Spanish comedy-horror director gives directing master-class at Marrakech
Cult Spanish filmmaker, Alex de la Iglesia (“Witching and Bitching”), is prepping two projects for 2015, one of which will be the first film he produces himself.
Attending the Marrakech Festival to give a directing master-class, Iglesia spoke to Variety about his recent projects, including documentary “Messi” which screened in Venice, and short “The Confession,” part of the Guillermo Arriaga-originated “Words with God.”
De la Iglesia also revealed details about the projects he aims to direct in 2015: “My Big Night” and “The Bar.”
Explored in distinct enclosed spaces – a TV studio and a bar – in which characters are forced into extreme but comical situations, they explore themes of deceit, betrayal and guilt, – which he said in Marrakech that he’s particularly interested in. He has already picked up on them in many of his films, including his “Words With God” short.
Both are co-written by Iglesia’s long-term co-scribe, Jorge Guerricaechevarría. Enrique Cerezo, who also backed “Witching and Bitching,” will produce “My Big Night.” De la Iglesia hopes to complete shooting between January and March 2015.
The pic is about a large-scale pre-recorded TV program of a lavish New Year’s Eve show, involving hundreds of people -which is actually being shot in September. The TV studio is a large building in the middle of nowhere, with a stark contrast between the frenetic, fake party atmosphere within the studio itself and the silent surroundings.
Pic’s main character is an extra on the show. Though he has to clap and smile throughout the recording, his life is in a mess. During the shoot, he receives a message asking him to urgently visit his sick mother. But, given he can’t leave, because of the show, the police bring his mother to the studio, triggering a new twist in the claustrophobic atmosphere of the fake party.
Iglesia says he aims is return to the style of 1960s madcap comedies in which anything can happen, in the tradition of Stanley Kramer’s 1963 epic, “It’s a Mad, Mad, Mad, Mad World.”
“There will be perfect chaos and perfect happiness, which will be liberating for the spectator. The spectator will be able to laugh at the impossible events and absolute farce, and by entering the spectacle will feel completely happy,” De la Iglesia predicted in Marrakech.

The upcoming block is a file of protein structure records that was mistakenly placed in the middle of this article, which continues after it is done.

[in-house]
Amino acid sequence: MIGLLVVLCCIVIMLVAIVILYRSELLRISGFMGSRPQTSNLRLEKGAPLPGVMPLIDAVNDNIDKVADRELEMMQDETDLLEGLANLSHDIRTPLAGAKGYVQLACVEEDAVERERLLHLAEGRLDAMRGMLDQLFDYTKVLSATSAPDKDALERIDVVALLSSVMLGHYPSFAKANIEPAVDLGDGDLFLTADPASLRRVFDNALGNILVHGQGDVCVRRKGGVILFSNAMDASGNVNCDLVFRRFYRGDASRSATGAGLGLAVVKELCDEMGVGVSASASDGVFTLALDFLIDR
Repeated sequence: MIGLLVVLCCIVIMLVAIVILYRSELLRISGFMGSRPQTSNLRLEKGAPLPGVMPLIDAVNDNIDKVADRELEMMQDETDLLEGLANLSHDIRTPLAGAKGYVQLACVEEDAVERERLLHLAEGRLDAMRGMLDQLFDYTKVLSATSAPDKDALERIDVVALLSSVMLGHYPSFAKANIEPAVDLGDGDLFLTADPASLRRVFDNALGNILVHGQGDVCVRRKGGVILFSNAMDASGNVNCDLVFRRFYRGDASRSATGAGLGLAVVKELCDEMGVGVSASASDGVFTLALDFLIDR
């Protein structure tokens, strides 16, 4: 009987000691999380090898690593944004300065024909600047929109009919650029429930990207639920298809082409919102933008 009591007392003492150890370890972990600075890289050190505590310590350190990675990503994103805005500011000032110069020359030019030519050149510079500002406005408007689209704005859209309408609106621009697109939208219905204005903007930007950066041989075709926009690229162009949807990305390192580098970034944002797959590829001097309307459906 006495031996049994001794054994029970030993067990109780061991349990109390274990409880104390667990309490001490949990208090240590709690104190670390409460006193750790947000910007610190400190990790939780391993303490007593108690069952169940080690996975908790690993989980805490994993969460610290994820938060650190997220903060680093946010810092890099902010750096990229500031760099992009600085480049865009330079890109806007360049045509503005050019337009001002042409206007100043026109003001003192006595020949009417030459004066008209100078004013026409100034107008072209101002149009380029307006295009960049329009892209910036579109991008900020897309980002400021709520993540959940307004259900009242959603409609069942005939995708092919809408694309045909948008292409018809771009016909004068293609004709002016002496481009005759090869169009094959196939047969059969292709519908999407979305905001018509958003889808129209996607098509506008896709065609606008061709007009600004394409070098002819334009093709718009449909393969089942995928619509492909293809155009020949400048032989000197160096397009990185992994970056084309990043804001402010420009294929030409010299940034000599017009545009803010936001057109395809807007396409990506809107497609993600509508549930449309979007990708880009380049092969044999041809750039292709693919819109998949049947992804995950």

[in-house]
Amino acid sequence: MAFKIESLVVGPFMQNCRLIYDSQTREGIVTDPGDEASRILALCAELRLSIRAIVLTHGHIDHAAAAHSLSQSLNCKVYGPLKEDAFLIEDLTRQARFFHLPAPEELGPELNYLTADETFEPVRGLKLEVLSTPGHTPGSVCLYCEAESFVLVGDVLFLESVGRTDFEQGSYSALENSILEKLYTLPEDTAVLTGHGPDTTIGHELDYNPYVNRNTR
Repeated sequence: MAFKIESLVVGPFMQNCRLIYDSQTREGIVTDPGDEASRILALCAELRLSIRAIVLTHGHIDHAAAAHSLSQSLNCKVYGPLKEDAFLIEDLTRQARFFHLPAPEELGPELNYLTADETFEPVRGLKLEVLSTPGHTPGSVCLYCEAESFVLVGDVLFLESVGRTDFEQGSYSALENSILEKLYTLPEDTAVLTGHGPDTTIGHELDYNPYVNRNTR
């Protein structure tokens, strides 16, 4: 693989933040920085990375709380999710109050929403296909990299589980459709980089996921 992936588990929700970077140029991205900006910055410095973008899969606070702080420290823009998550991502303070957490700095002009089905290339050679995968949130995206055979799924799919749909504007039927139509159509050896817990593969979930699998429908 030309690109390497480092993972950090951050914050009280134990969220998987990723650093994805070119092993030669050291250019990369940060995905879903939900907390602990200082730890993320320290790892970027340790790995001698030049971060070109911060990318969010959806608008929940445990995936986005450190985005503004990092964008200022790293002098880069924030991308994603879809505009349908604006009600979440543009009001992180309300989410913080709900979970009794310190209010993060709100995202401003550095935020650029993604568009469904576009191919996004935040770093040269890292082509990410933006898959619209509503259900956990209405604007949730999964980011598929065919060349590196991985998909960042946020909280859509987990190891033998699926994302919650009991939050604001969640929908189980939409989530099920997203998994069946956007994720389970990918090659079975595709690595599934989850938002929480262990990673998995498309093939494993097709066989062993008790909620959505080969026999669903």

For his second project, “The Bar,” the helmer will switch to the thriller genre, while maintaining his characteristic caustic humor. He will shoot “The Bar” immediately after “My Big Night” and hopes to complete principal photography next Summer. This will be the first time he produces his own film. It revolves around a group of people locked inside a bar. Given its single core location, De la Iglesia says that it will work a bit like a stage play, “where tensions between the main characters grabs all the attention.”
The people in the bar are effectively imprisoned because a madman is shooting anyone who exits. Iglesia describes the assassin as a “strange, exterminating angel.” Little by little the people inside the bar begin to reveal their sins and guilt, thus returning to some of the helmer’s trademark interest in religion-related themes.
In both the Marrakech interview and master-class, De la Iglesia talked about his strong Catholic roots and the fact that religion is a constant element in his films, including his pics scheduled for 2015.
He agreed to direct a segment – “Confession” – in “Words with Gods” because he is a close friend of Guillermo Arriaga and wanted to make a film about Catholicism from an eccentric point of view. Instead of addressing religion from a “deep” and intense perspective, he wanted to use comedy.
For the master-class he also spoke about his interest in the figure of the sad clown, who must be sad in order for us to laugh. He then screened a clip from “Witching and Bitching” in which a gold spray-painted Christ figure holds up a pawn shop, taking his young son with him – creating an implicit parallel between Christ and the sad clown.
In “Confession,” a killer murders a man, but is shot in the process, catching a cab to escape. He wraps himself up in his black jacket to hide the wound, and is wearing a white collared shirt. The taxi driver mistakenly takes him for a priest and asks the killer to go to his house to say the last rites to his sick father. Desperate to escape, the killer agrees.
At the deathbed scene, both the killer and the father are dying, but in “Twilight Zone” style, as Iglesia puts it, the sick father begins to take on a Godlike, supernatural dimension and ends up by listening to the killer’s confession and forgiving his sins.
Regarding “Messi,” Iglesia is not a football fan. He lives in Madrid but isn’t interested in the intense rivalry between Real Madrid and Barcelona, or between rival soccer’s tars Cristiano Ronaldo and Lionel Messi. However, he does believe soccer has become another kind of religion. This was the angle that most interested him. For the film, he adopted what he calls a Citizen Kane approach, in which we barely see Messi directly but try to understand the enigma of his personality through the statements made by others.
Iglesia is increasingly conscious of the religious dimension in his films. “When you make films you’re not really aware of why you made them. But when I look back I realize that there are certain common themes, including that of Catholicism,” he revealed.
Despite his cult filmmaker status, Iglesia remains relatively unknown in the U.S. and U.K.. His only previous U.S.-lensed pic was the 1997 Javier Bardem-starrer “Perdita Durango.” However, the helmer admits that he would like to shoot another U.S. pic because the higher budget would enable him to “play with bigger toys.”
But he’s also “happy to play in my own backyard” and is therefore content to continue developing his unique brand of grotesque-comedy-horror films in Spain.